HI EAST, you might be surprised, but we do everything possible here in the USA to top your numbers and stats:
This week California’s Senate has voted down a measure that would have banned plastic bags at grocery stores. The new ban was rejected by a 21 to 14 vote. Environmental groups such as the Sierra Club encouraged Californians to contact their state senators to push for the measure.
The American Chemistry Council criticized California Assemblywoman Julia Brownley, D-Santa Monica, who proposed the bill. “Her proposed legislation to ban plastic grocery bags in California … is bad for the economy and bad for the environment: It will eliminate several hundred California manufacturing jobs and dismantle existing plastic bag recycling programs.”
In good circumstances, high-density polyethylene will take more than 20 years to degrade. In less ideal circumstances (land fills or as general refuse), a bag will take more than 1,000 years to degrade.
Estimates by the BBC and CNN claim that anywhere from 5% to 3% of all bags only, winds up recycled. The same study also stated that 10% of the plastic produced every year worldwide winds up in the ocean. 70% of which finds its way to the ocean floor, where it will likely never degrade.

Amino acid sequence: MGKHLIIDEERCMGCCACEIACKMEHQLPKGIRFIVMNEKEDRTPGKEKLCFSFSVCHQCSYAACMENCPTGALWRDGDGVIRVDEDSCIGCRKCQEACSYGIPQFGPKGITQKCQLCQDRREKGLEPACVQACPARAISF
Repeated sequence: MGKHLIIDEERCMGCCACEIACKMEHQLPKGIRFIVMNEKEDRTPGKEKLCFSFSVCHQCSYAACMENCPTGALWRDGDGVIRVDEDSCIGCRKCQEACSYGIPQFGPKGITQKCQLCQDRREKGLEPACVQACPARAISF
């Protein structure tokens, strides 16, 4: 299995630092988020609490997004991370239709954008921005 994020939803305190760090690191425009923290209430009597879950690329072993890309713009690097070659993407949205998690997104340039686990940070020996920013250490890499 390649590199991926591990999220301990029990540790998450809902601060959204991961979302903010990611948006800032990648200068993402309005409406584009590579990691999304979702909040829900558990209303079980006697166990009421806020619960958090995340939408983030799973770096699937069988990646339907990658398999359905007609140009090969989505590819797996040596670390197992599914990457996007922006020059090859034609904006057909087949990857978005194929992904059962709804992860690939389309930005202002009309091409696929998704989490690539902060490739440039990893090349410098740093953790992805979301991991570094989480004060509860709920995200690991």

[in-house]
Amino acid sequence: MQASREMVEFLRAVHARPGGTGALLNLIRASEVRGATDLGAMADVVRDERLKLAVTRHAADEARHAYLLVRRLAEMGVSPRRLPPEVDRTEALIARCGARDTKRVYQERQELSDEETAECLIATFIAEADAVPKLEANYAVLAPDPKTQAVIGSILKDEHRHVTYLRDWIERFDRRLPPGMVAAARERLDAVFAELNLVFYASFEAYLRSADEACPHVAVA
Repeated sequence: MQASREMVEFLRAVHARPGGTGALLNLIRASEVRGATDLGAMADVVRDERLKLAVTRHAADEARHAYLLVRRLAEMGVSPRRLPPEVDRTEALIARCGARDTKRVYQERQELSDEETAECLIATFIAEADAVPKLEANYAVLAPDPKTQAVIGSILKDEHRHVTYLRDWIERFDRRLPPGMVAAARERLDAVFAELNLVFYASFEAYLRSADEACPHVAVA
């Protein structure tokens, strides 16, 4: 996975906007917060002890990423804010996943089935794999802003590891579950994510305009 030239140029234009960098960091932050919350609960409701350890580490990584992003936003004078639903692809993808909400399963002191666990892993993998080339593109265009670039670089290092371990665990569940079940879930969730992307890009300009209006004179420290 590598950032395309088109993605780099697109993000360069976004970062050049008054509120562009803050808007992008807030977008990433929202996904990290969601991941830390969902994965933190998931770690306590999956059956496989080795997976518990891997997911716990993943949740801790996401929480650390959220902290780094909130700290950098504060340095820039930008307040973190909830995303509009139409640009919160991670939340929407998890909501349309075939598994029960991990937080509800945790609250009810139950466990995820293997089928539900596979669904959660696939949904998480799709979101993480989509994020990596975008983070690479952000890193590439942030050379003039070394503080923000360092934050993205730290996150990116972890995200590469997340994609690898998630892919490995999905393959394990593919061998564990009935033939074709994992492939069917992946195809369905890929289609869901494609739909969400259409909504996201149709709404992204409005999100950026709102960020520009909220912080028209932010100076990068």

When plastics break down, they don’t biodegrade; they photodegrade. This means the materials break down to smaller fragments which readily soak up toxins. They then contaminate soil, waterways, and animals upon digestion – And by this consequently us as well.
According to the Wall Street Journal, the U.S. goes through 100 billion plastic shopping bags annually, that’s about 333 bags per person a year, considering 300 Million people are living in the USA. Per capita the U.S. citizens produce 760 kg (1,672 pound of municipal waste per year.)